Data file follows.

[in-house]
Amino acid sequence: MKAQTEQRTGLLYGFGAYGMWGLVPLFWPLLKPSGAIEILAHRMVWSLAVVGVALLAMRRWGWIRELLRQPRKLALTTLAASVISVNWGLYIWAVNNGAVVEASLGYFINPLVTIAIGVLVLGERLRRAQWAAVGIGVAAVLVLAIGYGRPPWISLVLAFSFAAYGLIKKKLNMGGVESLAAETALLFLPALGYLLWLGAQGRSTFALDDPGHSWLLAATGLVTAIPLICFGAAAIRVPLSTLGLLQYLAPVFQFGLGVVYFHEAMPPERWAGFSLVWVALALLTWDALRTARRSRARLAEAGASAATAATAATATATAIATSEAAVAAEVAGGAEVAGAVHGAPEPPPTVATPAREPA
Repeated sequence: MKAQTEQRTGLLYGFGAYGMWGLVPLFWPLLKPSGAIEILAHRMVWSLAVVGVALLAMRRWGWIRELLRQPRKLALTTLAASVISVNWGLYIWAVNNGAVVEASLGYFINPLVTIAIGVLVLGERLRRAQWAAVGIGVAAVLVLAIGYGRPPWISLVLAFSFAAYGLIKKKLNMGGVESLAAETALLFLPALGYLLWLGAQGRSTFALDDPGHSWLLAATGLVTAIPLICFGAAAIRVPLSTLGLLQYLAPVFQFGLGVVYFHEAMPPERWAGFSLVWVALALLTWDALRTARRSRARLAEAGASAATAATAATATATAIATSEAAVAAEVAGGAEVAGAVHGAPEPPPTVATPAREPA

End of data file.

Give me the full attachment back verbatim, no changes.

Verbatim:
[in-house]
Amino acid sequence: MKAQTEQRTGLLYGFGAYGMWGLVPLFWPLLKPSGAIEILAHRMVWSLAVVGVALLAMRRWGWIRELLRQPRKLALTTLAASVISVNWGLYIWAVNNGAVVEASLGYFINPLVTIAIGVLVLGERLRRAQWAAVGIGVAAVLVLAIGYGRPPWISLVLAFSFAAYGLIKKKLNMGGVESLAAETALLFLPALGYLLWLGAQGRSTFALDDPGHSWLLAATGLVTAIPLICFGAAAIRVPLSTLGLLQYLAPVFQFGLGVVYFHEAMPPERWAGFSLVWVALALLTWDALRTARRSRARLAEAGASAATAATAATATATAIATSEAAVAAEVAGGAEVAGAVHGAPEPPPTVATPAREPA
Repeated sequence: MKAQTEQRTGLLYGFGAYGMWGLVPLFWPLLKPSGAIEILAHRMVWSLAVVGVALLAMRRWGWIRELLRQPRKLALTTLAASVISVNWGLYIWAVNNGAVVEASLGYFINPLVTIAIGVLVLGERLRRAQWAAVGIGVAAVLVLAIGYGRPPWISLVLAFSFAAYGLIKKKLNMGGVESLAAETALLFLPALGYLLWLGAQGRSTFALDDPGHSWLLAATGLVTAIPLICFGAAAIRVPLSTLGLLQYLAPVFQFGLGVVYFHEAMPPERWAGFSLVWVALALLTWDALRTARRSRARLAEAGASAATAATAATATATAIATSEAAVAAEVAGGAEVAGAVHGAPEPPPTVATPAREPA